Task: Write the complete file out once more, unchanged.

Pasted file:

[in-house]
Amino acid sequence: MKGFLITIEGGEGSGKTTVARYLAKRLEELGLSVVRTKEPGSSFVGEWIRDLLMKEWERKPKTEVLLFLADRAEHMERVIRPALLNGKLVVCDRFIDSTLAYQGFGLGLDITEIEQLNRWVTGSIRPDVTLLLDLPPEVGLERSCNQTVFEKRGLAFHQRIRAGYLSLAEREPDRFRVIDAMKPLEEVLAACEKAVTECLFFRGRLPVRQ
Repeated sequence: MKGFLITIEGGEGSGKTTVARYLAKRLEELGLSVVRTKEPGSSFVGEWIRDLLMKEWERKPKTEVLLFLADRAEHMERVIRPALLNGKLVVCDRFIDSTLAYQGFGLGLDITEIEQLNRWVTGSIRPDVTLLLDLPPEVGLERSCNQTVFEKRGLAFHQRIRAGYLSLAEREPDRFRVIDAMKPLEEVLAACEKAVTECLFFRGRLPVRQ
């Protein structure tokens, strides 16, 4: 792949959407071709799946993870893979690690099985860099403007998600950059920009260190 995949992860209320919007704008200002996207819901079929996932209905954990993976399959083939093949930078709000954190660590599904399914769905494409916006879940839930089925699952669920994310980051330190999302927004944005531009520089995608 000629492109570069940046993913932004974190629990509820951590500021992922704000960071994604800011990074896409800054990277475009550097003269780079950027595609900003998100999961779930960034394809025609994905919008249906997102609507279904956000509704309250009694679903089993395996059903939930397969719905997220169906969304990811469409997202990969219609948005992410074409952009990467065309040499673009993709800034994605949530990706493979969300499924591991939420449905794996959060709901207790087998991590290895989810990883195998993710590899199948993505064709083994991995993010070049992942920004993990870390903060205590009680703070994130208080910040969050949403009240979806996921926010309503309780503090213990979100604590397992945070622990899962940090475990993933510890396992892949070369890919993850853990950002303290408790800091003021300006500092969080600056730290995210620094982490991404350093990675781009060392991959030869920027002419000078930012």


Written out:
[in-house]
Amino acid sequence: MKGFLITIEGGEGSGKTTVARYLAKRLEELGLSVVRTKEPGSSFVGEWIRDLLMKEWERKPKTEVLLFLADRAEHMERVIRPALLNGKLVVCDRFIDSTLAYQGFGLGLDITEIEQLNRWVTGSIRPDVTLLLDLPPEVGLERSCNQTVFEKRGLAFHQRIRAGYLSLAEREPDRFRVIDAMKPLEEVLAACEKAVTECLFFRGRLPVRQ
Repeated sequence: MKGFLITIEGGEGSGKTTVARYLAKRLEELGLSVVRTKEPGSSFVGEWIRDLLMKEWERKPKTEVLLFLADRAEHMERVIRPALLNGKLVVCDRFIDSTLAYQGFGLGLDITEIEQLNRWVTGSIRPDVTLLLDLPPEVGLERSCNQTVFEKRGLAFHQRIRAGYLSLAEREPDRFRVIDAMKPLEEVLAACEKAVTECLFFRGRLPVRQ
């Protein structure tokens, strides 16, 4: 792949959407071709799946993870893979690690099985860099403007998600950059920009260190 995949992860209320919007704008200002996207819901079929996932209905954990993976399959083939093949930078709000954190660590599904399914769905494409916006879940839930089925699952669920994310980051330190999302927004944005531009520089995608 000629492109570069940046993913932004974190629990509820951590500021992922704000960071994604800011990074896409800054990277475009550097003269780079950027595609900003998100999961779930960034394809025609994905919008249906997102609507279904956000509704309250009694679903089993395996059903939930397969719905997220169906969304990811469409997202990969219609948005992410074409952009990467065309040499673009993709800034994605949530990706493979969300499924591991939420449905794996959060709901207790087998991590290895989810990883195998993710590899199948993505064709083994991995993010070049992942920004993990870390903060205590009680703070994130208080910040969050949403009240979806996921926010309503309780503090213990979100604590397992945070622990899962940090475990993933510890396992892949070369890919993850853990950002303290408790800091003021300006500092969080600056730290995210620094982490991404350093990675781009060392991959030869920027002419000078930012």